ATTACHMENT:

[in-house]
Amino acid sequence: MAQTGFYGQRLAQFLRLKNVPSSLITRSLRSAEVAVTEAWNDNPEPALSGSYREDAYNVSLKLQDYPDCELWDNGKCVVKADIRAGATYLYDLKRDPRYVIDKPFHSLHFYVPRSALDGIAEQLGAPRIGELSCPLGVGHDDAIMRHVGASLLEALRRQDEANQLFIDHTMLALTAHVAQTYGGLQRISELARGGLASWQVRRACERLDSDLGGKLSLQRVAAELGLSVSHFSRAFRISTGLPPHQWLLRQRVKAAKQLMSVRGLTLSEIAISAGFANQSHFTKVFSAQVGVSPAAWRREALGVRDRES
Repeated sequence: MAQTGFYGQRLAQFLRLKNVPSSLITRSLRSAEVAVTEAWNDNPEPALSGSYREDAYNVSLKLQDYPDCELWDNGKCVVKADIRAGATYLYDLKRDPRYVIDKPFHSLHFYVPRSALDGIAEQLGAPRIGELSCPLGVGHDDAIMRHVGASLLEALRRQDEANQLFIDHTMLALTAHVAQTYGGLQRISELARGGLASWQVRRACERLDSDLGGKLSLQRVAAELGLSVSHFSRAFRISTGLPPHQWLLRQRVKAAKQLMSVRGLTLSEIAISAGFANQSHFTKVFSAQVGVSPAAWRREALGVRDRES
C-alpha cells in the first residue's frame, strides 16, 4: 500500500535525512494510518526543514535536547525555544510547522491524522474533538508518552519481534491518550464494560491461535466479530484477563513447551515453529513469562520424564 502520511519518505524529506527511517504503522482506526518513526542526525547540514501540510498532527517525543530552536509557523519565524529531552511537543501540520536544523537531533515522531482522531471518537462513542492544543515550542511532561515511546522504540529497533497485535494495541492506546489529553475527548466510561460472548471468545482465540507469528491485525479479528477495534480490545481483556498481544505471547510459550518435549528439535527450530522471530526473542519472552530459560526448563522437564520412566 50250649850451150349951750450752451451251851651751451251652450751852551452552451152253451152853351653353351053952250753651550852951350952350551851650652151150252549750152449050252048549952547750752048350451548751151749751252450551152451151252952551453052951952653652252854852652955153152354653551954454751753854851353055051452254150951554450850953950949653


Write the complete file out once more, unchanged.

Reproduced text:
[in-house]
Amino acid sequence: MAQTGFYGQRLAQFLRLKNVPSSLITRSLRSAEVAVTEAWNDNPEPALSGSYREDAYNVSLKLQDYPDCELWDNGKCVVKADIRAGATYLYDLKRDPRYVIDKPFHSLHFYVPRSALDGIAEQLGAPRIGELSCPLGVGHDDAIMRHVGASLLEALRRQDEANQLFIDHTMLALTAHVAQTYGGLQRISELARGGLASWQVRRACERLDSDLGGKLSLQRVAAELGLSVSHFSRAFRISTGLPPHQWLLRQRVKAAKQLMSVRGLTLSEIAISAGFANQSHFTKVFSAQVGVSPAAWRREALGVRDRES
Repeated sequence: MAQTGFYGQRLAQFLRLKNVPSSLITRSLRSAEVAVTEAWNDNPEPALSGSYREDAYNVSLKLQDYPDCELWDNGKCVVKADIRAGATYLYDLKRDPRYVIDKPFHSLHFYVPRSALDGIAEQLGAPRIGELSCPLGVGHDDAIMRHVGASLLEALRRQDEANQLFIDHTMLALTAHVAQTYGGLQRISELARGGLASWQVRRACERLDSDLGGKLSLQRVAAELGLSVSHFSRAFRISTGLPPHQWLLRQRVKAAKQLMSVRGLTLSEIAISAGFANQSHFTKVFSAQVGVSPAAWRREALGVRDRES
C-alpha cells in the first residue's frame, strides 16, 4: 500500500535525512494510518526543514535536547525555544510547522491524522474533538508518552519481534491518550464494560491461535466479530484477563513447551515453529513469562520424564 502520511519518505524529506527511517504503522482506526518513526542526525547540514501540510498532527517525543530552536509557523519565524529531552511537543501540520536544523537531533515522531482522531471518537462513542492544543515550542511532561515511546522504540529497533497485535494495541492506546489529553475527548466510561460472548471468545482465540507469528491485525479479528477495534480490545481483556498481544505471547510459550518435549528439535527450530522471530526473542519472552530459560526448563522437564520412566 50250649850451150349951750450752451451251851651751451251652450751852551452552451152253451152853351653353351053952250753651550852951350952350551851650652151150252549750152449050252048549952547750752048350451548751151749751252450551152451151252952551453052951952653652252854852652955153152354653551954454751753854851353055051452254150951554450850953950949653